The Misdiagnosis of ADHD

Posted on November 5, 2016

This is the central fact of the journalist Alan Schwarz’s new book, ADHD Nation. Explaining this fact - how it is that perhaps two thirds of the children diagnosed with ADHD do not actually suffer from the disorder - is the book’s central mystery. The result is a damning indictment of the pharmaceutical industry, and an alarming portrait of what is being done to children in the name of mental health.

He spoke with Mind Matters editor Gareth Cook.

What prompted you to write this book?

In 2011, having spent four years exposing the dangers of concussions in the National Football League and youth sports for The New York Times, I wanted another project. I had heard that high school students in my native Westchester County (just north of New York City) were snorting Adderall before the S.A.T.'s to focus during the test. I was horrified and wanted to learn more. I saw it not as a "child psychiatry" story, and not as a "drug abuse" story, but one about academic pressure and the demands our children feel they're under.

When I looked deeper, it was obvious that our nationwide system of ADHD treatment was completely scattershot - basically, many doctors were merely prescribing with little thought into whether a kid really had ADHD or not, and then the pills would be bought and sold among students who had no idea what they were messing with. I asked the ADHD and child-psychiatry establishment about this, and they denied it was happening. They denied that there were many false diagnoses. They denied that teenagers were buying and selling pills. They denied that the national diagnosis rates reported by the C.D.C. - then 9.5 percent of children aged 4-17, now 11 percent and still growing - were valid. They basically denied that anything about their world was malfunctioning at all. In the end, they doth protest too much. I wrote about 10 front-page stories for The New York Times on the subject from 2012-2014.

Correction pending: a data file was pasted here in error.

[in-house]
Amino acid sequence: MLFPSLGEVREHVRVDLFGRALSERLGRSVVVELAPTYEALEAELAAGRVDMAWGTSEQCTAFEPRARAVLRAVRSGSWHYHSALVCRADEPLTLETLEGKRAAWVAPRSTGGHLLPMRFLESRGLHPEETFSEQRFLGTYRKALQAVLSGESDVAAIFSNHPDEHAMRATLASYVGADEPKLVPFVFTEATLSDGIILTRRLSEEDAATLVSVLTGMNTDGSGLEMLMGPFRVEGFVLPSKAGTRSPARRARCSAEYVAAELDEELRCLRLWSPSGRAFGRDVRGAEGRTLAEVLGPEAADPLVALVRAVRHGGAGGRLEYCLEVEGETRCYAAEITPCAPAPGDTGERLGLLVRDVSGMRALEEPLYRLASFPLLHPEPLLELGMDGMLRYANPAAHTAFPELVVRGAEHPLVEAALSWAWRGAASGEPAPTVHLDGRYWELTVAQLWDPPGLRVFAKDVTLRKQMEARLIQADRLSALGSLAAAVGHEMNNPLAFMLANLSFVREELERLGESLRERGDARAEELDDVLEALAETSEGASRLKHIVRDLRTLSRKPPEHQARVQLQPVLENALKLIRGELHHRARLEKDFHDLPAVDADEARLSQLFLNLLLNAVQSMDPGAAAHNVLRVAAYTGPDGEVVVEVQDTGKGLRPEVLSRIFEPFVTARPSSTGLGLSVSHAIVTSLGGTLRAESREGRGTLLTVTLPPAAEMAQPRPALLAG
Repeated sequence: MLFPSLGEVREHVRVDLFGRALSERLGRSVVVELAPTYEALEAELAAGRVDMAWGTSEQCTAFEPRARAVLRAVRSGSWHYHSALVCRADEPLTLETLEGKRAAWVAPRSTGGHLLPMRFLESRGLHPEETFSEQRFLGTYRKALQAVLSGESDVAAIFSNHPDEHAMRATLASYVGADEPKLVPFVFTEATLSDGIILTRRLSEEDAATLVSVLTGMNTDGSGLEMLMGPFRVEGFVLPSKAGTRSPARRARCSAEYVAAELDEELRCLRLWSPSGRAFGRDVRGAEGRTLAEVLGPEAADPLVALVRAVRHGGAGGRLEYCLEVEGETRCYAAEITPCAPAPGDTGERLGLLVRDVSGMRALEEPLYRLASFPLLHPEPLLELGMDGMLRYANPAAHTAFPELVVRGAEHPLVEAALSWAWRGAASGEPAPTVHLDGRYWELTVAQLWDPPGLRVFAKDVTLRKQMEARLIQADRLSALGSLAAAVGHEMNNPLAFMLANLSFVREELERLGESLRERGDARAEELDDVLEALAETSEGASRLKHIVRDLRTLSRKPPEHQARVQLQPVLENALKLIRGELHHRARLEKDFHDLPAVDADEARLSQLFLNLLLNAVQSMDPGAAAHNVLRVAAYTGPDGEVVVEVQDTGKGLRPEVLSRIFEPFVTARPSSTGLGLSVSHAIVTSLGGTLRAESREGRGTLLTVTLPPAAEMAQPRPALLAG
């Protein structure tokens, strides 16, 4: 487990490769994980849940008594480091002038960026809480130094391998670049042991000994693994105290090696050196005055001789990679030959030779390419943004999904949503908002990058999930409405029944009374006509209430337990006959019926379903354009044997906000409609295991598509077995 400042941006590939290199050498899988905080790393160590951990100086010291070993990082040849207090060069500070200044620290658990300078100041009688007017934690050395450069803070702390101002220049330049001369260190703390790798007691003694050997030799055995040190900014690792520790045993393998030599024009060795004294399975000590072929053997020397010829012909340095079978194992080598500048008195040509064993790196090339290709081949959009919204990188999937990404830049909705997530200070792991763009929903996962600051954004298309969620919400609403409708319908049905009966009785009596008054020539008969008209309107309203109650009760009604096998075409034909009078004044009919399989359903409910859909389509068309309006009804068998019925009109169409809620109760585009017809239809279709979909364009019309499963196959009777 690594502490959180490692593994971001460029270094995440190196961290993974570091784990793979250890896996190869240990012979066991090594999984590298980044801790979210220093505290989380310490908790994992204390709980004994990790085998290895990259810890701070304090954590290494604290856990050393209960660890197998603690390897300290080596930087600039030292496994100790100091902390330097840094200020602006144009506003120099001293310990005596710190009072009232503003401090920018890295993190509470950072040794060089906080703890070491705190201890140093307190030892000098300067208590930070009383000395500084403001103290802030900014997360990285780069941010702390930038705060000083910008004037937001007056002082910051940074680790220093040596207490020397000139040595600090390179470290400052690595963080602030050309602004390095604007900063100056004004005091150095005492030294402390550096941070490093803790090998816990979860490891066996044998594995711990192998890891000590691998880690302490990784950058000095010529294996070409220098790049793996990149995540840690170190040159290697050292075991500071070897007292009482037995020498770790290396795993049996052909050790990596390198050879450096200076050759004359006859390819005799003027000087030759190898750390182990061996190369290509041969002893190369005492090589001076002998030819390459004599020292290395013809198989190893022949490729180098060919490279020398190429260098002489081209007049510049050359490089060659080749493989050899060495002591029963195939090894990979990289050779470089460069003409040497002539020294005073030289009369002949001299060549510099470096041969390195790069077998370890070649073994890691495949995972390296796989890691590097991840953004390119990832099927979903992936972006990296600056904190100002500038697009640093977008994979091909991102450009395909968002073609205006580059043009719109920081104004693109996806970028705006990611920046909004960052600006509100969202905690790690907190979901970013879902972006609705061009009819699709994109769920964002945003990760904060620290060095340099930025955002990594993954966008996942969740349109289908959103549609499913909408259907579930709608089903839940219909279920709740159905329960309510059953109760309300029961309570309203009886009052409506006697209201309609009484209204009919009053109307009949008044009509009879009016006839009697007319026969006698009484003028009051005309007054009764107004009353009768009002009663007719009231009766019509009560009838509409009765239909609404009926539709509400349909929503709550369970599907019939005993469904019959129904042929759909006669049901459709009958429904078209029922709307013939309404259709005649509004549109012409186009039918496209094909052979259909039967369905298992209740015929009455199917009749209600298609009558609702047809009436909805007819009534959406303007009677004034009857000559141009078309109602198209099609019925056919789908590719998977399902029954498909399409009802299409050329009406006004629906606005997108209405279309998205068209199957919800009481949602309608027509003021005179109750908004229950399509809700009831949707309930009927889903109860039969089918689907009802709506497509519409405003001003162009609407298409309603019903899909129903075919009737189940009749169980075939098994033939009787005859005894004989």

In what sense is ADHD an "epidemic," and how was it "made"?

ADHD itself is not an epidemic - ADHD misdiagnosis is an epidemic. If the system functioned in such a way as to stay anywhere near the 5% diagnosis rate that the American Psychiatric Association's official definition suggests, we wouldn't be in this mess. But the system doesn't function properly, not by a long shot. About 15 percent of American children turn 18 having been diagnosed with ADHD, 20 percent of boys, and 30 percent of boys in much of the South. It's completely indefensible. It's time to figure out how not to necessarily "fix" it, because the genie long left the bottle, but do a far better job in diagnosing the kids who really fit the construct and help the other kids in other ways. Many kids have problems and need help - but those problems in many cases will derive from trauma, anxiety, family discord, poor sleep or diet, bullying at school and more. We must not abandon them. We must help. But we must also be more judicious in how we do that, rather than reflexively giving them a diagnosis of what is generally described as a serious, lifelong brain disorder.

As for "made," it's clear that whatever ADHD is, wherever it comes from and however it manifests itself in different people, it has been built up into something well beyond reasonable proportions. The disorder can exist and be respected without being misdiagnosed in millions of additional children. It's not the disorder's fault that the grownups in charge have mucked it up. We, the adults, have made it into something it didn't need to be.

To read the full article, click on the link below.


Category(s):Adult ADHD

Source material from Scientific American


Mental Health News